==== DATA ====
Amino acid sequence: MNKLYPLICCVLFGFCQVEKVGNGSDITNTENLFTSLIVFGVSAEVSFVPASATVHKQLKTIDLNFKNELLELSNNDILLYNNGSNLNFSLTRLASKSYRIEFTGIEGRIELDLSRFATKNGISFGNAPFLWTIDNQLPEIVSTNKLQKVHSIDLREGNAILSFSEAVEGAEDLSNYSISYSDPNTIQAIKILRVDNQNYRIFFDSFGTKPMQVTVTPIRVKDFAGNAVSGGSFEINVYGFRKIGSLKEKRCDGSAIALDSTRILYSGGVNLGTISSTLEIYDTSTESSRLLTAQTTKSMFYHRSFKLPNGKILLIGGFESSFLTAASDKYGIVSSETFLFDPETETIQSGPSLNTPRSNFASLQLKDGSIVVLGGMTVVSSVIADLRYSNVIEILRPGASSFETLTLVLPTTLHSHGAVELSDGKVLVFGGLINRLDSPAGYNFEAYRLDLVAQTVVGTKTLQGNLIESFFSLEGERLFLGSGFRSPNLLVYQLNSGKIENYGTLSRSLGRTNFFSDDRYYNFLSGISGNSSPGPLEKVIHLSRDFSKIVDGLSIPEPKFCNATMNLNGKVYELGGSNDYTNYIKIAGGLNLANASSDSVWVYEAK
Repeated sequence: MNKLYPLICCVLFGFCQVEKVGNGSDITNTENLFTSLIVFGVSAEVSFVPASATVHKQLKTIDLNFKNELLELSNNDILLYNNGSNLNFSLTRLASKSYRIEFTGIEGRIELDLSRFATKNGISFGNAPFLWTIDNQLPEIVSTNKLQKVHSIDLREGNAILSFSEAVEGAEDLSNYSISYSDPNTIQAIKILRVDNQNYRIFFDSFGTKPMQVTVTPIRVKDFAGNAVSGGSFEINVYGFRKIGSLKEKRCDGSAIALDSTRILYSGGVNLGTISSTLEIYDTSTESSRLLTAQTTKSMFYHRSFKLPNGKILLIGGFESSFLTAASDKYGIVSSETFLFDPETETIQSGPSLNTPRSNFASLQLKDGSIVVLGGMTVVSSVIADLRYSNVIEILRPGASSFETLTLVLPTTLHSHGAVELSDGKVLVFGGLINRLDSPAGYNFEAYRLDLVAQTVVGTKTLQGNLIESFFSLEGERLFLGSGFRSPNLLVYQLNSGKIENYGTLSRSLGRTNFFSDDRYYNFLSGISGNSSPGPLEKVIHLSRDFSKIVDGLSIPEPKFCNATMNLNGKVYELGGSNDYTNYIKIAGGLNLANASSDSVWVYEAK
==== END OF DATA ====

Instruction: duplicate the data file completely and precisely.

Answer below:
Amino acid sequence: MNKLYPLICCVLFGFCQVEKVGNGSDITNTENLFTSLIVFGVSAEVSFVPASATVHKQLKTIDLNFKNELLELSNNDILLYNNGSNLNFSLTRLASKSYRIEFTGIEGRIELDLSRFATKNGISFGNAPFLWTIDNQLPEIVSTNKLQKVHSIDLREGNAILSFSEAVEGAEDLSNYSISYSDPNTIQAIKILRVDNQNYRIFFDSFGTKPMQVTVTPIRVKDFAGNAVSGGSFEINVYGFRKIGSLKEKRCDGSAIALDSTRILYSGGVNLGTISSTLEIYDTSTESSRLLTAQTTKSMFYHRSFKLPNGKILLIGGFESSFLTAASDKYGIVSSETFLFDPETETIQSGPSLNTPRSNFASLQLKDGSIVVLGGMTVVSSVIADLRYSNVIEILRPGASSFETLTLVLPTTLHSHGAVELSDGKVLVFGGLINRLDSPAGYNFEAYRLDLVAQTVVGTKTLQGNLIESFFSLEGERLFLGSGFRSPNLLVYQLNSGKIENYGTLSRSLGRTNFFSDDRYYNFLSGISGNSSPGPLEKVIHLSRDFSKIVDGLSIPEPKFCNATMNLNGKVYELGGSNDYTNYIKIAGGLNLANASSDSVWVYEAK
Repeated sequence: MNKLYPLICCVLFGFCQVEKVGNGSDITNTENLFTSLIVFGVSAEVSFVPASATVHKQLKTIDLNFKNELLELSNNDILLYNNGSNLNFSLTRLASKSYRIEFTGIEGRIELDLSRFATKNGISFGNAPFLWTIDNQLPEIVSTNKLQKVHSIDLREGNAILSFSEAVEGAEDLSNYSISYSDPNTIQAIKILRVDNQNYRIFFDSFGTKPMQVTVTPIRVKDFAGNAVSGGSFEINVYGFRKIGSLKEKRCDGSAIALDSTRILYSGGVNLGTISSTLEIYDTSTESSRLLTAQTTKSMFYHRSFKLPNGKILLIGGFESSFLTAASDKYGIVSSETFLFDPETETIQSGPSLNTPRSNFASLQLKDGSIVVLGGMTVVSSVIADLRYSNVIEILRPGASSFETLTLVLPTTLHSHGAVELSDGKVLVFGGLINRLDSPAGYNFEAYRLDLVAQTVVGTKTLQGNLIESFFSLEGERLFLGSGFRSPNLLVYQLNSGKIENYGTLSRSLGRTNFFSDDRYYNFLSGISGNSSPGPLEKVIHLSRDFSKIVDGLSIPEPKFCNATMNLNGKVYELGGSNDYTNYIKIAGGLNLANASSDSVWVYEAK